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I often find myself in the situation that I'm riding my bike on the road, holding up several cars whom I can tell are getting impatient (there are oncoming cars so its hard to overtake safely). A lot of the time the pavement is completely empty. Would I be wrong to then switch to the pavement in order to (1) allow the cars to pass (2) reduce the risk of impatient drivers carelessly overtaking me? Where does the law stand on this? Moreover if it is allowed, does the pavement have to be completely empty?

Edit: Clarification - I'm more asking what more experienced bike riders do in this situation, rather than the exact legislation. If you've had any encounters with the police with such a situation, then that would be even more helpful.

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  • I don't know if its legal or not in the UK, but in the US at least this can vary on the town level (or even parts of towns), so you might need to be more specific in your location. – Batman Jul 3 '17 at 16:34
  • @Batman England – mrnovice Jul 3 '17 at 16:41
  • would it be better to just stop, disembark , go on the pavement and wait until it is safer ? (if you can do it safely) – Max Jul 3 '17 at 17:59
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    Even if the law says something, you may have to violate it. For example, if there was a lunatic driving, I'd happily go on the pavement even if it was illegal. If a cop tickets me, I'll tell them, and if I still have the ticket, I'll pay it. But the prime directive is safety first. – Batman Jul 3 '17 at 18:24
  • @srank I edited the question to clarify what I'm after – mrnovice Jul 3 '17 at 19:13
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It is illegal to ride a bicycle on pavement in UK by the law. It is covered by 1835 Highways Act and Highway Code Rule 64: "You MUST not cycle on a pavement". Penalty is £50.

But it makes common sense and cops generally put a blind eye as long as you are not doing anything dangerous. But at the end of the day it will depend on individual officer opinion.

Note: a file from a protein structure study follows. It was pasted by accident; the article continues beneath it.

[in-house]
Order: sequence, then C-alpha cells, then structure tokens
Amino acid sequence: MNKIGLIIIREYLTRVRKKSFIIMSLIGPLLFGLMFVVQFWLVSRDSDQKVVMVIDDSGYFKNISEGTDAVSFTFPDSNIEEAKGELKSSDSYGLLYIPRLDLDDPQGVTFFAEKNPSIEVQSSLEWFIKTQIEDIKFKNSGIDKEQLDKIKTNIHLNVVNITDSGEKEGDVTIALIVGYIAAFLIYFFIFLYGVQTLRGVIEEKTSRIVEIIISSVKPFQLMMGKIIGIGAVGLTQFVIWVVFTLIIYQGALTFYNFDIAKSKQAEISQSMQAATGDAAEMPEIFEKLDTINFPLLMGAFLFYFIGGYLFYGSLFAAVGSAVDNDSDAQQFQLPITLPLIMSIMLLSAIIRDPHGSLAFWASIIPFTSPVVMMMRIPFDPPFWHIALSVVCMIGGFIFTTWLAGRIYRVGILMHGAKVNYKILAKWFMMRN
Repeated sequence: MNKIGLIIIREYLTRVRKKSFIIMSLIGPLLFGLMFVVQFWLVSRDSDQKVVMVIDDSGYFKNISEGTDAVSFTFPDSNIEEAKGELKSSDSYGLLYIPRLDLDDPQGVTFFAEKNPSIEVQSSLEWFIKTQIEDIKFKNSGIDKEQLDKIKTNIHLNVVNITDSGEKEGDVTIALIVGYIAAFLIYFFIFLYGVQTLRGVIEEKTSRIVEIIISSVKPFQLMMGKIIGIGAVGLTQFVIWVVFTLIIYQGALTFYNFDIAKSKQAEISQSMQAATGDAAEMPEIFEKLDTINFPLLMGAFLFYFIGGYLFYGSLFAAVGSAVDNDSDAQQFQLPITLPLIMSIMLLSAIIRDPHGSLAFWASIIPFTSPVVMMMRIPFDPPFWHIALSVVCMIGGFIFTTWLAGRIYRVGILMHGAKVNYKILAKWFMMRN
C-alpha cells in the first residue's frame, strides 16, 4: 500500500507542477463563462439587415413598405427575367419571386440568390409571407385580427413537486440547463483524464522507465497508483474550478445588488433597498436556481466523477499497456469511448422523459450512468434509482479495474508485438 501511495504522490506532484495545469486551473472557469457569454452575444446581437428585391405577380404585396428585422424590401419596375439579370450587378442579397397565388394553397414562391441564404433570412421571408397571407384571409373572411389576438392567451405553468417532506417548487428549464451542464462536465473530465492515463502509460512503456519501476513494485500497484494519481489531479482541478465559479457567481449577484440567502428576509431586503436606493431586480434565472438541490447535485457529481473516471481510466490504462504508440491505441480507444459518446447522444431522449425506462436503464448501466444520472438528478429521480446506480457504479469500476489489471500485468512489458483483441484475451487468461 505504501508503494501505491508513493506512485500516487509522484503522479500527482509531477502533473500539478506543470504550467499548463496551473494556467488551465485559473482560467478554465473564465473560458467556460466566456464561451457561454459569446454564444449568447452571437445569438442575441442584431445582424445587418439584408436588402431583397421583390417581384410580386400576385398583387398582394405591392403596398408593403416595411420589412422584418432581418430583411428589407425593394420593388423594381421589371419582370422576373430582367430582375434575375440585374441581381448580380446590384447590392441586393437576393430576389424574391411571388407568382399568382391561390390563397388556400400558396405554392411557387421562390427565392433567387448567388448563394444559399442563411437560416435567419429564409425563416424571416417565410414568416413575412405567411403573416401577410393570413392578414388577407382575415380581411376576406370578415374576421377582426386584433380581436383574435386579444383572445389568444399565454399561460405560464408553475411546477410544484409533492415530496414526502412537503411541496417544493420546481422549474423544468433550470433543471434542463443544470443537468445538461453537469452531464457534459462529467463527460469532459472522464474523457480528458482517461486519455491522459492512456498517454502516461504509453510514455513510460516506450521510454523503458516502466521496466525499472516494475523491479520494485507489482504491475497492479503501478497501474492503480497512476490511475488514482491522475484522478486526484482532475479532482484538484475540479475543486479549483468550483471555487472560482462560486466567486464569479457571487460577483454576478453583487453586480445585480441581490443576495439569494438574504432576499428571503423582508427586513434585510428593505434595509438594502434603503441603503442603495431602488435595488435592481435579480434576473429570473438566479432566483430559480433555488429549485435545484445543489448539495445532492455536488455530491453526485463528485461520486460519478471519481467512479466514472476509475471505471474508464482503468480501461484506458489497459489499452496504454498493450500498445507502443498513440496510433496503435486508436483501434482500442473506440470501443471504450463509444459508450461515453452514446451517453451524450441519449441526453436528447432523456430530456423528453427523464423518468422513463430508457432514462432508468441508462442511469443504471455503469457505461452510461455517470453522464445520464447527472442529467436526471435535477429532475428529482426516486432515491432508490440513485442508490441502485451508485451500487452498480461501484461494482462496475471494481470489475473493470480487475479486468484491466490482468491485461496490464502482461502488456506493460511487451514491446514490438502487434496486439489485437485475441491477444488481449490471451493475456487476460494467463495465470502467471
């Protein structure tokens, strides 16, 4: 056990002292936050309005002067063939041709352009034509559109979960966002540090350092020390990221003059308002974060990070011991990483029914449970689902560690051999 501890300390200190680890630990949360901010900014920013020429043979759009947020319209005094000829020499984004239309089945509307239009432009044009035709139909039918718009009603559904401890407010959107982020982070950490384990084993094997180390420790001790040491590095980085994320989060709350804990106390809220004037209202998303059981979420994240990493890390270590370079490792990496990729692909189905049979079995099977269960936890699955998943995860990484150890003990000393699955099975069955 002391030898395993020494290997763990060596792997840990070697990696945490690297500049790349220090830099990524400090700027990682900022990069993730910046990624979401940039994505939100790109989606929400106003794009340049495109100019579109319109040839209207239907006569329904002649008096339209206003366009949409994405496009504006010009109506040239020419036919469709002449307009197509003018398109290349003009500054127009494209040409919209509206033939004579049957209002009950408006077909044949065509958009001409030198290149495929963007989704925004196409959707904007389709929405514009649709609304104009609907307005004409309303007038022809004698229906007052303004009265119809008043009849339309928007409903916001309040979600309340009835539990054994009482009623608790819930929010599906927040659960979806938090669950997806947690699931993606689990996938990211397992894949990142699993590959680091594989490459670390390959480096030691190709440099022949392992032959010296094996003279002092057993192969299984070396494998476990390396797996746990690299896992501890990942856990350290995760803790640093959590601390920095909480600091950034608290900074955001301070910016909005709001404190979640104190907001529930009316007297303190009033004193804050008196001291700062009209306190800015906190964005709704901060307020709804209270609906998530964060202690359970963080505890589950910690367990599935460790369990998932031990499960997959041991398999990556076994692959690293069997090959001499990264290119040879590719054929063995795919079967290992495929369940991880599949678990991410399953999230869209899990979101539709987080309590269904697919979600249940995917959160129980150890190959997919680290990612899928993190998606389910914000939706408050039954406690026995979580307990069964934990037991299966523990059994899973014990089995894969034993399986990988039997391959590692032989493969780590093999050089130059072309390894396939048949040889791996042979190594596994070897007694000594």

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When it happened to me and I could not ride elsewhere, I preferred first to acknowledge the waiting drivers I noticed their presence (by raising my hand, so that they don't get into the mood of " this guy is not giving a dam about me") and then taking the first chance to stop on the side and let the queue proceed. I did this even when going downhill on a mountain road and I was travelling around the speed limit of 50 km/h and had trucks and cars behind me.

In your case you can consider using the pavement strictly for the time necessary for the waiting cars to take your over.

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Aside from it being illegal, when the roads are busy is the last time you want to be going up and down badly dropped curbs and crossing side roads (not always where you would like to from the point of view of visibility).

When the roads are that busy, riding wide (so cars can't squeeze past) helps a lot. Frequent shoulder checks, even if you have a mirror, are a good idea. Then when there's a big gap in the oncoming traffic you can tuck in, sit up straighter and slow down - subject to potholes of course, they're another reason to not ride too close to the curb if there are too many cars around for you to pull out round the bad bits.

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There are roads I call "meat mincers" - for obvious reasons.

But when travelling, I prefer to go a few blocks either side of the congested roads, and the side streets are comparatively free of vehicles.

There are bike paths, and parks and gardens, canals, rivers, and industrial estates etc., and depending upon the time of day etc., can be virtually vacant....

This road from Footscray to Newport is completely vacant at 7am

Google Earth:

37°50'01.11" S 144°53'41.29" E

Use your brains, and GO searching for better routes, on maps, and experience etc...

Find the parallel routes and use them.

After all, you only die once.

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  • The rules are not written to make you oppressed, they are a compendium of "This is what will greatly help you and others to stay alive" and "Doing this will kill, injure you and others". and Also depending upon the time of day, etc., if the road is really dangerous, it may be OK to ride on the foot path, provided you are slow enough to not alarm or frighten pedestrians, hit people stepping out of doorways, or plough into cars reversing out of or pulling into alley ways or car parks.... Gotta be sensible, slow and accomodating. – user10547 Nov 12 '17 at 6:25

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